Pete Buttigieg endorses corruption

Ryan Cooper

The 2020 presidential death march, I mean presidential campaign, ground on Thursday night with yet another debate. Despite it being hosted by the snoozefest publications PBS and Politico, it turned out to be the most interesting and substantive debate so far, by a wide margin. There was the longest discussion of climate change we've seen, and some interesting arguments about foreign policy. The most disputatious moment, however, was about campaign finance. Elizabeth Warren and Bernie Sanders attacked Pete Buttigieg over his gigantic big-dollar fundraising, and even Andrew Yang and Amy Klobuchar joined in the scrum. (It appears many of the candidates find Buttigieg as obnoxious as the online left does.)

In response, Buttigieg endorsed political corruption, arguing that it was good to rake in tens of millions of dollars from American oligarchs. It's a false argument, and a horrible look for a 2020 Democratic candidate.

The fight started when Warren criticized Buttigieg over big-dollar fundraising, referencing especially his infamous recent "wine cave" fundraiser with $900-per-bottle wine service. "Billionaires in wine caves should not pick the next president of the United States," she said. Buttigieg responded first with a tu quoque, arguing that because Warren herself is modestly wealthy, she is a hypocrite for refusing corporate outside spending. "This is the problem with issuing purity tests you cannot yourself pass ... If I pledge never to be in the company of a progressive Democratic donor, I couldn't be up here."

Buttigieg then went on to argue that taking big checks from the billionaire class is fine, actually: "If you decided to go to [his campaign website] and give the maximum allowable by law, $2,800 would that pollute my campaign because it came from a wealthy person? No, I would be glad to have that support! We need the support from everybody who is committed to helping us defeat Donald Trump."

This is risible nonsense that undermines years of progressive organizing. To start with, Warren is a candidate, not a business owner or a special interest lobbyist. Moreover, while she is considerably wealthier than the average American, she is not remotely in the same time zone as the real oligarch class. Buttigieg claimed that Warren has 100 times his wealth. That is just possibly true, as Warren has a quite considerable $8.75 million. But Bill Gates, the world's richest man, has 12,229 times as much wealth as she does. It's ridiculous to suggest that she is in the same category as CEOs and Wall Street bankers — and furthermore, the only reason Buttigieg is so "poor" is because he's young and hence not sitting on decades of fat profits from consulting and lobbying gigs that are assuredly already waiting for him. When he is Warren's age, Buttigieg will unquestionably be rich beyond the dreams of avarice.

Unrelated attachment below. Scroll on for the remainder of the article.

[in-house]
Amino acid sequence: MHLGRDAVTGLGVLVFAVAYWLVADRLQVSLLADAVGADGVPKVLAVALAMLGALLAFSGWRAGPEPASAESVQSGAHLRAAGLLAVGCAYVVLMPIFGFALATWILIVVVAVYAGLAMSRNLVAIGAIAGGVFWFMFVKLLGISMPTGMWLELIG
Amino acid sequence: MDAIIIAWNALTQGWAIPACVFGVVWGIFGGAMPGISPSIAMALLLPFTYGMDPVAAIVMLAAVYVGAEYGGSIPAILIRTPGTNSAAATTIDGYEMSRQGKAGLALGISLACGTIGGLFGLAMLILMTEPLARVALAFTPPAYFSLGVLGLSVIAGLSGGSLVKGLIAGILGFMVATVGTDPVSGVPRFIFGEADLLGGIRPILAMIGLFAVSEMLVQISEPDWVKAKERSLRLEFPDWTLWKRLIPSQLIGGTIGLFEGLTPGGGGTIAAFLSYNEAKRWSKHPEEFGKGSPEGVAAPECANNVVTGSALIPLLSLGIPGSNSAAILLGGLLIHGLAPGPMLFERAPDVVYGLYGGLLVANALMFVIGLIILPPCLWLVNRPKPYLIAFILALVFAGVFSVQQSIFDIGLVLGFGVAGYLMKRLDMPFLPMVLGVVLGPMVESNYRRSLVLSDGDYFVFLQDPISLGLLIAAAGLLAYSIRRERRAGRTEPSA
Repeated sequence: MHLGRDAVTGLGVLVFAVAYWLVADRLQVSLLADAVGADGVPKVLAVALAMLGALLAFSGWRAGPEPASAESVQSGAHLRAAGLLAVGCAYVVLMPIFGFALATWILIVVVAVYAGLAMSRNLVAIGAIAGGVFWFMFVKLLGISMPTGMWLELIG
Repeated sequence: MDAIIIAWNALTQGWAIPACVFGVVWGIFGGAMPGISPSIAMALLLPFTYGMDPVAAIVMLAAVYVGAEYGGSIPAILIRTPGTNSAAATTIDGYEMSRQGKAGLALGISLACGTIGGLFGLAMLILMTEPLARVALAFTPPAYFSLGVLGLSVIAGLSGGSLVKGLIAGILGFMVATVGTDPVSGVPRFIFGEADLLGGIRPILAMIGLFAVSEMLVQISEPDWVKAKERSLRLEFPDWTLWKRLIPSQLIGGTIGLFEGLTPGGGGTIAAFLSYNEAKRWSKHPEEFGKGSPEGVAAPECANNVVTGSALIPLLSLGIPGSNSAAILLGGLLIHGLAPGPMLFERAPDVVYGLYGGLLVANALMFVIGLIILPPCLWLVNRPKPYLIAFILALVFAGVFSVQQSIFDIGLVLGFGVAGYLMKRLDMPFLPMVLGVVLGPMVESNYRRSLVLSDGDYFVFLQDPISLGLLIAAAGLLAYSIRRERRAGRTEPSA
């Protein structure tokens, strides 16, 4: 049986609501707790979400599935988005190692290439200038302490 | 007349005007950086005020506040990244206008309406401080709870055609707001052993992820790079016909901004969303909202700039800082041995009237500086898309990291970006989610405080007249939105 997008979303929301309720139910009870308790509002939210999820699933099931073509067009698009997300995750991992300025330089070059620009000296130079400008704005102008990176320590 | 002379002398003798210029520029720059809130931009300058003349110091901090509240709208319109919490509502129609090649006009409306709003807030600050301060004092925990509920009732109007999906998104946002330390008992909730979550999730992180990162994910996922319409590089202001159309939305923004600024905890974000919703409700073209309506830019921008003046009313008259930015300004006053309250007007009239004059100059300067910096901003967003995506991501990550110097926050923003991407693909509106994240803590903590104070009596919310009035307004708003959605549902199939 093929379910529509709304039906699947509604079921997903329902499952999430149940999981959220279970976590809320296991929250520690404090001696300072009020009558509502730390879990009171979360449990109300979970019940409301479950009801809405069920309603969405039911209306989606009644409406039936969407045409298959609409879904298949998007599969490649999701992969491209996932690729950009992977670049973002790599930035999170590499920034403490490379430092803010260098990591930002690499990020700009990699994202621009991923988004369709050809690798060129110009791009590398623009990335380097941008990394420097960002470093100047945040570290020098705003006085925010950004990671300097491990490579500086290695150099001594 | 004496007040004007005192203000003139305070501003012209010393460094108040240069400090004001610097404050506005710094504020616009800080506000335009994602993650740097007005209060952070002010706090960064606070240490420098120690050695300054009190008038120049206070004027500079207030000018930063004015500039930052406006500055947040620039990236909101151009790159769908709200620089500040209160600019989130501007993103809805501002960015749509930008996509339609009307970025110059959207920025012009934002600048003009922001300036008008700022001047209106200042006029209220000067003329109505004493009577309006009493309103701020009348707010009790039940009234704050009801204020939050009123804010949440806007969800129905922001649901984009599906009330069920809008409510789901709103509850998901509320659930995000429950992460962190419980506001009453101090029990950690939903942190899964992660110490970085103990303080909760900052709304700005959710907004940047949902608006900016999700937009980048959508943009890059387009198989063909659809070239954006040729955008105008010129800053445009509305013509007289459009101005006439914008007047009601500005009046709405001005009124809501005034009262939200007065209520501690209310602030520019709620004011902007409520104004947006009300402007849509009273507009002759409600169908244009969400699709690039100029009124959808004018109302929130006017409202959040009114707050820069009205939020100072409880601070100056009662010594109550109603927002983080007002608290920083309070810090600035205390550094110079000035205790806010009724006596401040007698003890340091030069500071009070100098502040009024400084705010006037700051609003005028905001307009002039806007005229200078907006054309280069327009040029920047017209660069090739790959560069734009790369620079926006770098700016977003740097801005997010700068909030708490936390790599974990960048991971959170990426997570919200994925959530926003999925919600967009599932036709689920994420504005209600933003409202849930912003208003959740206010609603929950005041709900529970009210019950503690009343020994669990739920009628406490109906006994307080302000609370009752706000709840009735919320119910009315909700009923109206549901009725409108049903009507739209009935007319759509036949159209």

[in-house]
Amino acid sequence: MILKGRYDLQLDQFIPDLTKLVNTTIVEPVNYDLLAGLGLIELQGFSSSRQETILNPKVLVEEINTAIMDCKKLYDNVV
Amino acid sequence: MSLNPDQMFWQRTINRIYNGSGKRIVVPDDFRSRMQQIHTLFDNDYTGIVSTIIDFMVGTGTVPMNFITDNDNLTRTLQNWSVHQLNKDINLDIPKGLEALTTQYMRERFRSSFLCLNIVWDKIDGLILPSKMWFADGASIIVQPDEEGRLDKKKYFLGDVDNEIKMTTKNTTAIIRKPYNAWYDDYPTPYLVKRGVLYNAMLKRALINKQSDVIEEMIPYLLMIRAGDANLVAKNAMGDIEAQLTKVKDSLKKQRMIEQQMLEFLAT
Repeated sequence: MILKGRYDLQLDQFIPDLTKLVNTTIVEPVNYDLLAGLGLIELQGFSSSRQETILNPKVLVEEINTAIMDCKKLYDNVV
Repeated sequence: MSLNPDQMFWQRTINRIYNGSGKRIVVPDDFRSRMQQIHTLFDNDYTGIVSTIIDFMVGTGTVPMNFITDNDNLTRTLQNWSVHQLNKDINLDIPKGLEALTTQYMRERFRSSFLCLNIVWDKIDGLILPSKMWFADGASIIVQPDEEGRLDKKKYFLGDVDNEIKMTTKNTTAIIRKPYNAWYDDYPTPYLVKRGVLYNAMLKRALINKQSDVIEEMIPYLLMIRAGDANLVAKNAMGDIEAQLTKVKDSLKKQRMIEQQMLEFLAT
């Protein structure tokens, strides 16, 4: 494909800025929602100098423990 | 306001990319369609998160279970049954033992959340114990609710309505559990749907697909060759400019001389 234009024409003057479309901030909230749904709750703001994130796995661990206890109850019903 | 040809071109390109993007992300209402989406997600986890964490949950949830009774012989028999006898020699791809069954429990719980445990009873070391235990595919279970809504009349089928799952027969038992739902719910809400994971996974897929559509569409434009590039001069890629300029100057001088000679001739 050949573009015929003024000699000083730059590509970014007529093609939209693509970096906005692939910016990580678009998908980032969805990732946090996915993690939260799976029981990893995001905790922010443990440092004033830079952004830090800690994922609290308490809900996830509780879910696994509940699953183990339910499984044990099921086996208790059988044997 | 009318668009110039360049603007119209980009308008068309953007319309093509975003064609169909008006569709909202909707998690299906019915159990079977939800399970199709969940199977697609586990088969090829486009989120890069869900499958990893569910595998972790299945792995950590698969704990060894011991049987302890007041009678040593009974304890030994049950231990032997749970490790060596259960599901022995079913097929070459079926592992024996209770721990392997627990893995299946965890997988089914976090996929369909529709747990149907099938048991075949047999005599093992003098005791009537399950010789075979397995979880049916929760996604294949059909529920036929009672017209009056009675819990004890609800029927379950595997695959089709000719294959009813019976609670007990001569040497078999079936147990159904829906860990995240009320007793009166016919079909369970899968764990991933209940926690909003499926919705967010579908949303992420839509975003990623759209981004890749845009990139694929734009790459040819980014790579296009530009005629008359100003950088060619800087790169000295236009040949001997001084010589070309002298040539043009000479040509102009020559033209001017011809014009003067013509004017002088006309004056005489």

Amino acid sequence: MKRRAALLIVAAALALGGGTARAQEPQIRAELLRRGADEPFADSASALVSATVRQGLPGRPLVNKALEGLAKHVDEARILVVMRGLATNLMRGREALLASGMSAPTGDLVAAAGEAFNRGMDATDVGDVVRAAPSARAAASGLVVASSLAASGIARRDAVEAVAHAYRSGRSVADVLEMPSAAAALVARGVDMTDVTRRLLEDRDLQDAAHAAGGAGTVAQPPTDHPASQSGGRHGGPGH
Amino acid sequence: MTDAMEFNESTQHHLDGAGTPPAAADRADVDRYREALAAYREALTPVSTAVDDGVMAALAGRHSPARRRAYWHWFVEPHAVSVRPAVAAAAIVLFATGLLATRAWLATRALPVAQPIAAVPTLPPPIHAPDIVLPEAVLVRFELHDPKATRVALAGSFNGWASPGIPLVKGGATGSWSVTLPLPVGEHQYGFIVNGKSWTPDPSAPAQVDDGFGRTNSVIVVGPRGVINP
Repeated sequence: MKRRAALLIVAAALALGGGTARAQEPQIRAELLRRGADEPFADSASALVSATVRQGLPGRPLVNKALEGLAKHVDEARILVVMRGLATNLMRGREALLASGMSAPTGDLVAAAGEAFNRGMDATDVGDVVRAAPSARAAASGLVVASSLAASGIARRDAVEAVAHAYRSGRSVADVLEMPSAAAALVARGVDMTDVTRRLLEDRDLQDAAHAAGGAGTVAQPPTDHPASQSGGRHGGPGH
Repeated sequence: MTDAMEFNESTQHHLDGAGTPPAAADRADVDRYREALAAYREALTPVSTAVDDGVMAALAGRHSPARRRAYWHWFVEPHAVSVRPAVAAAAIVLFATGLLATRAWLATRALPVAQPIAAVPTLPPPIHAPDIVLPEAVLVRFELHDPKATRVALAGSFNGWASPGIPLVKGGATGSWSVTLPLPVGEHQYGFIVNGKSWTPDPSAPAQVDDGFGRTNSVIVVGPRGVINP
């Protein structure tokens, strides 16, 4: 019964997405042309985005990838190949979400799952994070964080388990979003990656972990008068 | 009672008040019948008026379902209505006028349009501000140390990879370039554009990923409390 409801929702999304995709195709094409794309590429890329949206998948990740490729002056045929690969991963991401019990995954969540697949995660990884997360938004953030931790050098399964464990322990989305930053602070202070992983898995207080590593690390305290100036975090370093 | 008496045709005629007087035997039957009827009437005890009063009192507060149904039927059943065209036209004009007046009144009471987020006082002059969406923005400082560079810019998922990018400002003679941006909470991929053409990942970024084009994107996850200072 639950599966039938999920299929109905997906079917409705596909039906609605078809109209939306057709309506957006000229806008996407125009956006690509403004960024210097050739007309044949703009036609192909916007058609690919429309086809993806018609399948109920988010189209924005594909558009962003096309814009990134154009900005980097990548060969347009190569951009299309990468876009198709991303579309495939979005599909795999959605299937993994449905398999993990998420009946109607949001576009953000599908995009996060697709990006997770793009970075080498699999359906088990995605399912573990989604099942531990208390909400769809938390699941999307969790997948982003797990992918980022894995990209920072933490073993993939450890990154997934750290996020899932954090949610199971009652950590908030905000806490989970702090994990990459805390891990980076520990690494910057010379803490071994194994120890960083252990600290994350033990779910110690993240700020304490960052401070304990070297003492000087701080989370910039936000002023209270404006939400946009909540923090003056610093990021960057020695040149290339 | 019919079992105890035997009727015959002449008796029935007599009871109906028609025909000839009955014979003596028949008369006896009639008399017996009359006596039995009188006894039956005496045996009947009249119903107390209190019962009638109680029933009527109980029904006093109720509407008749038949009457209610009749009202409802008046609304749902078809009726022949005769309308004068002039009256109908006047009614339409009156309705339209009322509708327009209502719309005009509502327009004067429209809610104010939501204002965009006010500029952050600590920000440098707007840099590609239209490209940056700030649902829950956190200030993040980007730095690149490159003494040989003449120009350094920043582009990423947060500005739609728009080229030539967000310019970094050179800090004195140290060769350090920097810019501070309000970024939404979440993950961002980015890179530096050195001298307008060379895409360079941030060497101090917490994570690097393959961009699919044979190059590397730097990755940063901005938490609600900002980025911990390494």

More importantly, Buttigieg casually skates past reams of evidence and argument about the festering cancer of money in politics. For instance, the Citizens United Supreme Court decision released a flood tide of money into American politics — indeed, as economist Thomas Philippon writes in his book The Great Reversal, there is today fully 50 times as much political campaign spending in the United States as in comparable European countries, and the top 0.01 percent of U.S. donors account for 40 percent of all spending.

Are we really to think that wealthy Americans are not getting something for all that money — or that Europe's far more restrictive regulations on political spending have nothing at all to do with their more equal economies? Please.

But direct bribery isn't even the major mechanism by which oligarch money bends politics. Instead it is what might be called the economy of influence, which works through campaign cash channels, institutions, jobs, and so on which reward people who toe the billionaire line. Everything is technically deniable and aboveboard — it's just pure coincidence, they say, that the candidates who get the money, and the post-career buckraking and lobbying gigs, are the same ones who will never challenge the power of the oligarch class. Eventually oligarchs don't even have to ask; ambitious young strivers internalize the values they must hold to become rich. (This is how you create Mayor Petes in the laboratory.)

Indeed, Buttigieg is following a well-trodden path of centrist Democratic sellouts before him. He has already reportedly dropped more ambitious reforms like packing the Supreme Court or getting rid of the Electoral College on the advice of the big money, and his attacks on left-wing policy are being heard loud and clear. As Matt Stoller explains, "You say we want to do the same thing as the progressive with the idea, that there is no difference in values. Then you come up with this pedantic disagreement which basically tells the elites that you won’t do it."

There are a few billionaires who claim to be progressive. But even they tend to be reactionary on questions of taxes and regulation, for the obvious reason that those threaten their gargantuan dragon hoards. That is why Sanders (alone among Democratic 2020 candidates) has refused all donations from billionaires — to send a signal that he is really serious about taking on their power. It's part of a general campaign to break the billionaire stranglehold over the political system. Buttigieg's message that he will take oligarch money while simultaneously attacking the universal benefits and high taxes oligarchs hate, by contrast, speaks for itself. He's been bought and sold.

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